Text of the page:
As shown in
Additionally, device 100 may also have additional features/functionality. For example, device 100 may also include additional storage (removable and/or non-removable) including, but not limited to, magnetic or optical disks or tape. Such additional storage is illustrated in
Computing device 100 includes one or more communication connections 114 that allow computing device 100 to communicate with other computers/applications 115. Device 100 may also have input device(s) 112 such as keyboard, mouse, pen, voice input device, touch input device, etc. Output device(s) 111 such as a display, speakers, printer, etc. may also be included. These devices are well known in the art and need not be discussed at length here. In one implementation, computing device 100 includes execution-centric source code viewer application 200. Execution-centric source code viewer application 200 will be described in further detail in
Turning now to
Execution-centric source code viewer application 200 includes program logic 204, which is responsible for carrying out some or all of the techniques described herein. Program logic 204 includes logic for reconstructing source code in an execution-centric format from prior execution of an application 206; logic for displaying or otherwise outputting execution-centric source code 208; logic for symbolically annotating the execution-centric source code to show execution flow and code connections 210; logic for overlaying non-code/out-of-band events in the display of the execution-centric source code 212; and other logic for operating the application 220. In one implementation, program logic 204 is operable to be called programmatically from another program, such as using a single call to a procedure in program logic 204.
Turning now to
The process ends at end point 298. These stages will now be described in further detail using some simulated screens to illustrate the concepts.
If it is desirable to show as much of the recent execution history as possible, then lines that were not executed around item 340, such as the throw statement at line 1165 as well as the comment at 1175 could even be omitted. Alternatively, they could be grayed out.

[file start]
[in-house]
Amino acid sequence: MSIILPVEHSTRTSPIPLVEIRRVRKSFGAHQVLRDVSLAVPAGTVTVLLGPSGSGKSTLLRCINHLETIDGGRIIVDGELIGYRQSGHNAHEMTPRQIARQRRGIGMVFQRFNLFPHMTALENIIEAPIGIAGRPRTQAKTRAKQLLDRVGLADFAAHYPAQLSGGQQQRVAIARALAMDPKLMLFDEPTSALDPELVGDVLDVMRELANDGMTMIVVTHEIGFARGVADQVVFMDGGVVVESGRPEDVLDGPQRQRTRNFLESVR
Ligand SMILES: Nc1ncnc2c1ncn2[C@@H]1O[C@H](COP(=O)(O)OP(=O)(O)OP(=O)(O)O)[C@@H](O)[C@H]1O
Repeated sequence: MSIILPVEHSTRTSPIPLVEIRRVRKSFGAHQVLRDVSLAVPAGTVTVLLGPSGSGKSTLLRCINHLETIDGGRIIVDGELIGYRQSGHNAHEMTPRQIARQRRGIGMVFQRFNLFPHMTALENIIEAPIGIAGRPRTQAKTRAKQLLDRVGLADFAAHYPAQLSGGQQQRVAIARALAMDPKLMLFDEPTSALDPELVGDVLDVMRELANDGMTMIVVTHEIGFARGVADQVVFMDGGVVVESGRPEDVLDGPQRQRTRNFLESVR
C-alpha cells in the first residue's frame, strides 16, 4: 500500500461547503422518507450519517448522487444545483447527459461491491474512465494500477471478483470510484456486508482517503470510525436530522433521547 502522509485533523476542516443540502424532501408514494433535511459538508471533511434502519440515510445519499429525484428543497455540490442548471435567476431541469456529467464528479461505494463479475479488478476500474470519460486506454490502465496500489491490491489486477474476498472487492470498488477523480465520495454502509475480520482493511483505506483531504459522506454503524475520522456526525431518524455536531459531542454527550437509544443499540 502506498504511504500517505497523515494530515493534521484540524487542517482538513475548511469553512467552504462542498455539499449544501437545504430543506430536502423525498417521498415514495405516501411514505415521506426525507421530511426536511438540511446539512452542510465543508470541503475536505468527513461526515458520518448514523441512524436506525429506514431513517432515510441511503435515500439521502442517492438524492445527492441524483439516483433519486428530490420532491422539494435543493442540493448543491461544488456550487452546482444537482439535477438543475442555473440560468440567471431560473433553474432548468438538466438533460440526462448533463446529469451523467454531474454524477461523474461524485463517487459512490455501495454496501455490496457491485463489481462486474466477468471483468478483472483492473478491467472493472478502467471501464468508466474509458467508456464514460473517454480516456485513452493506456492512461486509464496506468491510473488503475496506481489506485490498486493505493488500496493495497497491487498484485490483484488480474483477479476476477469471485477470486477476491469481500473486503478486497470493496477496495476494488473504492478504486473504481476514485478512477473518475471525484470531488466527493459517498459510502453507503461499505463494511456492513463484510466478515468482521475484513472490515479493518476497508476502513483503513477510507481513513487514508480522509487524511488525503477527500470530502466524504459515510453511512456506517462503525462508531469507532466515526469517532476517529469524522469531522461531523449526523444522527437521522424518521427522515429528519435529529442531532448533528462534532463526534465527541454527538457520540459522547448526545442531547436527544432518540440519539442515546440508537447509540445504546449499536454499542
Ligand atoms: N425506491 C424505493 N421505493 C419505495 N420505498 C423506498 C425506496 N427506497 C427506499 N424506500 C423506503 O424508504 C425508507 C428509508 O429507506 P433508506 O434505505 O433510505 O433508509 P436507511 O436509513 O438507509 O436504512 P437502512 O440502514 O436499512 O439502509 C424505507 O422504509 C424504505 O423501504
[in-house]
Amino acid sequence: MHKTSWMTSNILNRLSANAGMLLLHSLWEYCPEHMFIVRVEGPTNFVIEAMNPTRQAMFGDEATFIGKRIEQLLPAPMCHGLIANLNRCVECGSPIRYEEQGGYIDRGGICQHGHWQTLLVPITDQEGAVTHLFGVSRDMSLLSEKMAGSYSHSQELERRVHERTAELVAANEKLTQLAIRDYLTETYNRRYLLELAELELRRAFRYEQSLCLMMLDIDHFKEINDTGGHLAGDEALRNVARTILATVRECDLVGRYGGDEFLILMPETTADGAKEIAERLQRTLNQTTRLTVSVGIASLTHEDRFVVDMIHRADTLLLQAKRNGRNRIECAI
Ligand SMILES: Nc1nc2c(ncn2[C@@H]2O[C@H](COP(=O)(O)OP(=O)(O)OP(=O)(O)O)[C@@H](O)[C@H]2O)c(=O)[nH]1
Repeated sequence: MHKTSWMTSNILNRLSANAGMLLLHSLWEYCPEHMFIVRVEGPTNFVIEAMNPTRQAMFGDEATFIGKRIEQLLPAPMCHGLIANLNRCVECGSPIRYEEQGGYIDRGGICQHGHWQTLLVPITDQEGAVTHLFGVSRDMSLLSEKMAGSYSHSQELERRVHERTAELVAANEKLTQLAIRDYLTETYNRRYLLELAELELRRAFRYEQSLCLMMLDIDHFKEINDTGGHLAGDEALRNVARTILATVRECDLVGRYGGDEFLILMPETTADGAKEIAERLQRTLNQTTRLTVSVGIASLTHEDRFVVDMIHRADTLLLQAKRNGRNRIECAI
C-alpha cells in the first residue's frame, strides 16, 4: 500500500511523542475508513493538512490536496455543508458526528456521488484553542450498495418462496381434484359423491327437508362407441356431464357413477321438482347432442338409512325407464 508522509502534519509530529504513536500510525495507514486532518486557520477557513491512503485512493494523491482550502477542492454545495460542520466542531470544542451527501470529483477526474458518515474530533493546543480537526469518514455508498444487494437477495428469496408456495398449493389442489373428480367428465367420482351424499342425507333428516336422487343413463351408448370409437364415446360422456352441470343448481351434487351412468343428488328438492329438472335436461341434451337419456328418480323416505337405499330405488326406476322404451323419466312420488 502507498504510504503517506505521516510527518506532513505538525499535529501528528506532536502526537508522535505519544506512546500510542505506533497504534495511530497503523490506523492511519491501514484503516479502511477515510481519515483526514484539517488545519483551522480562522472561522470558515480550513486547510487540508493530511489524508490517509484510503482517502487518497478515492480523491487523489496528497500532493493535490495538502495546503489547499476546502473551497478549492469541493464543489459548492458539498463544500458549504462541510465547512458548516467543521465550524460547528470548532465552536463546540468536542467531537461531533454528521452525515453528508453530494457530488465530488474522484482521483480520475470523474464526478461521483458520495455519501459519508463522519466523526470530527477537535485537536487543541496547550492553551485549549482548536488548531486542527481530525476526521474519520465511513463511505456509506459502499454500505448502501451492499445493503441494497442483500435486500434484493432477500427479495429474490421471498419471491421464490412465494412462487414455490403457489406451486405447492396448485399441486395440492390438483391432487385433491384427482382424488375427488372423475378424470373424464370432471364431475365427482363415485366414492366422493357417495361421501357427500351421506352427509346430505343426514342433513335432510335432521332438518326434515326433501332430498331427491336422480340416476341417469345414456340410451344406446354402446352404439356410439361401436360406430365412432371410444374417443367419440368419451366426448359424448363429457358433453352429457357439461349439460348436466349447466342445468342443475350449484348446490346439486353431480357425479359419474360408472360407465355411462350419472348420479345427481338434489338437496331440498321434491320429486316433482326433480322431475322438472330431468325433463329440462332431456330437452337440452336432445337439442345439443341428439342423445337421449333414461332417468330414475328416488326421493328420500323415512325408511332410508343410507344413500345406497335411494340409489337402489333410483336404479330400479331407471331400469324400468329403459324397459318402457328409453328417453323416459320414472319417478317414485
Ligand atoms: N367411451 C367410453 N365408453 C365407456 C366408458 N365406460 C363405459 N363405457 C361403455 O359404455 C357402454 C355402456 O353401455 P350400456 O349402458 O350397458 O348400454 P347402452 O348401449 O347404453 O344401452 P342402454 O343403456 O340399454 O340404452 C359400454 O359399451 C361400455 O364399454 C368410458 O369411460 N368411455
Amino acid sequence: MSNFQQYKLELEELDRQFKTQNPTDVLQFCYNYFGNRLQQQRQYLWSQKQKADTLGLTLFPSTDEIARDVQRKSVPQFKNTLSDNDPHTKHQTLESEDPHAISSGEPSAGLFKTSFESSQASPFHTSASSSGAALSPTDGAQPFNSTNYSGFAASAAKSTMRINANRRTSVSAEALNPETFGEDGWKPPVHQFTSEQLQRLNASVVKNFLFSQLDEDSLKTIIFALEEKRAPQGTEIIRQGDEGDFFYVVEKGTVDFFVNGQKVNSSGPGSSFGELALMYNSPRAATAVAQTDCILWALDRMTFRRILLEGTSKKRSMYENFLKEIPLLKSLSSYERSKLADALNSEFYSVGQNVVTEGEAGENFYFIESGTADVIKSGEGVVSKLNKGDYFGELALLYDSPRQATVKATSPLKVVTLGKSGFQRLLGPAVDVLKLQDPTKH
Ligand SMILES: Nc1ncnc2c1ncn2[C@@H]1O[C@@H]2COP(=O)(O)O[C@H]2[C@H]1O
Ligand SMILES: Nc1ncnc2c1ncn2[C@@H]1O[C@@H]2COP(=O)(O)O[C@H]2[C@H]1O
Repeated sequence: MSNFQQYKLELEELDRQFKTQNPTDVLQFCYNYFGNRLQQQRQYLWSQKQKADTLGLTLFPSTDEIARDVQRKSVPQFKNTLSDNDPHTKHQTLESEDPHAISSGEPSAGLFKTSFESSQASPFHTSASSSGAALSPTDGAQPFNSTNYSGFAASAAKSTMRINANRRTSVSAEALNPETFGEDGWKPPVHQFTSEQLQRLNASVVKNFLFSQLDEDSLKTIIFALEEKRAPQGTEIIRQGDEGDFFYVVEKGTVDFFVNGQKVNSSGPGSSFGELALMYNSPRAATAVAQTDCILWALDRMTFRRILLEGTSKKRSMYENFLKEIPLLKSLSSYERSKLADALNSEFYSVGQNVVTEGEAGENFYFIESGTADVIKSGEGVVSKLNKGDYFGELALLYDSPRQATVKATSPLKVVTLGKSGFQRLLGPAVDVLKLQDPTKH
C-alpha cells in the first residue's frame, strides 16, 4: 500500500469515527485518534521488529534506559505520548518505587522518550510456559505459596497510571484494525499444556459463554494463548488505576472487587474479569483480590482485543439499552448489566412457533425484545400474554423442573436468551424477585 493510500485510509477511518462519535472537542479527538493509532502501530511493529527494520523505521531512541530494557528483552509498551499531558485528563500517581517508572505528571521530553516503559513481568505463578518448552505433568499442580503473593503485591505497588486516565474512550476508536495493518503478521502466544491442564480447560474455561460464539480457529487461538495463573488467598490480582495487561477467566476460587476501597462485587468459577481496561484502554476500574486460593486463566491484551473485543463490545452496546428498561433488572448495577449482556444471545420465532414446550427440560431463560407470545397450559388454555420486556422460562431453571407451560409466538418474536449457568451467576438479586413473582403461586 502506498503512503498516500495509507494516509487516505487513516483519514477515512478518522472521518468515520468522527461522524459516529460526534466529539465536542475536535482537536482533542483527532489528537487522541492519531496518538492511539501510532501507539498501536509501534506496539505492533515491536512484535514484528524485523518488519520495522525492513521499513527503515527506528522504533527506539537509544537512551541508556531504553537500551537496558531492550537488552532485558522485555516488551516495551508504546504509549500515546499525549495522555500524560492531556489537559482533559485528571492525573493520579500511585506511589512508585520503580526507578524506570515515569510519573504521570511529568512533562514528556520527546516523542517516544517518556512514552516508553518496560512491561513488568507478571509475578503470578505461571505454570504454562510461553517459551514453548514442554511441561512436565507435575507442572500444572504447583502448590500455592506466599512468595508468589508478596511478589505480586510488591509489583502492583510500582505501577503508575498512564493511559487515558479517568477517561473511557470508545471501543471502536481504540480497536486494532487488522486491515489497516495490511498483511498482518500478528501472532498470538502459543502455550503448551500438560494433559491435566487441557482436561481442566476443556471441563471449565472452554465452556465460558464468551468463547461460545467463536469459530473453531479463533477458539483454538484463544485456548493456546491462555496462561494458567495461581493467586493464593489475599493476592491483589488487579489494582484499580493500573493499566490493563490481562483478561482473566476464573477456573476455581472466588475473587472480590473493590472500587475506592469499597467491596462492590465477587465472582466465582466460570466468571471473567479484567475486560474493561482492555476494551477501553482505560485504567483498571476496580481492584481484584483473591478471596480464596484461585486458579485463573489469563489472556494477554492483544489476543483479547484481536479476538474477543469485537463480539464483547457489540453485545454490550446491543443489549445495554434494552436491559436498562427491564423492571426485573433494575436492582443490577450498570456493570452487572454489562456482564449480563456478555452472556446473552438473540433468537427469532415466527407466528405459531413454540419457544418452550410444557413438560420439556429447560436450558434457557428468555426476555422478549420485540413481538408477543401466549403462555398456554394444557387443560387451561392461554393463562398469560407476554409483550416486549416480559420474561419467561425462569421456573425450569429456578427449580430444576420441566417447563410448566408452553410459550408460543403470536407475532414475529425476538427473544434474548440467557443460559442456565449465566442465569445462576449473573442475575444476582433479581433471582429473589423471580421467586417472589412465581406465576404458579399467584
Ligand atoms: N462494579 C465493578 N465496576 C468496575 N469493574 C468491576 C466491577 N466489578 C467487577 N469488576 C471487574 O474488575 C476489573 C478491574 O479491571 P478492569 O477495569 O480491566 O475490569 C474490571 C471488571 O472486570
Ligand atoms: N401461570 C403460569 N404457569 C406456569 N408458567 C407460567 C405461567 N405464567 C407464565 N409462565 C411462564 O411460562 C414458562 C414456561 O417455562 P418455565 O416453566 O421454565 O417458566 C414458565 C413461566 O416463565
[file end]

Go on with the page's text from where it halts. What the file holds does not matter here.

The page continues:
The source view would most likely be constructed dynamically and on demand from the currently executing method backwards, and displayed as the executed source was recomposed so that the user would not have to wait to begin viewing it. In one implementation, only a few screens of methods would be generated. In another implementation, all of the screens are made available for viewing. A slightly enhanced scroll bar with an additional “page up” button to move to previous methods not yet contained in the view can be used. For example, this can add the previous methods to the view, or as many methods as there were to the start of the program.
In one implementation, loops could be unrolled within the body of the method. In another implementation, debugger tooltip windows could be shown over the text. In another implementation, the view can be editable, with changes mapped back to the original source files. In yet another implementation, the view can be savable and printable. These are just a few non-limiting examples of the various ways the execution-centric source code could be used, and numerous other variations are also possible.
Although the subject matter has been described in language specific to structural features and/or methodological acts, it is to be understood that the subject matter defined in the appended claims is not necessarily limited to the specific features or acts described above. Rather, the specific features and acts described above are disclosed as example forms of implementing the claims. All equivalents, changes, and modifications that come within the spirit of the implementations as described herein and/or by the following claims are desired to be protected.
For example, a person of ordinary skill in the computer software art will recognize that the client and/or server arrangements, user interface screen content, and/or data layouts as described in the examples discussed herein could be organized differently on one or more computers to include fewer or additional options or features than as portrayed in the examples.
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|Aug 27, 2007||AS||Assignment|
Owner name: MICROSOFT CORPORATION, WASHINGTON
Free format text: ASSIGNMENT OF ASSIGNORS INTEREST;ASSIGNOR:LYON-SMITH, JOHN S.;REEL/FRAME:019746/0035
Effective date: 20070606
|Dec 9, 2014||AS||Assignment|
Owner name: MICROSOFT TECHNOLOGY LICENSING, LLC, WASHINGTON
Free format text: ASSIGNMENT OF ASSIGNORS INTEREST;ASSIGNOR:MICROSOFT CORPORATION;REEL/FRAME:034542/0001
Effective date: 20141014
|Jun 24, 2015||FPAY||Fee payment|
Year of fee payment: 4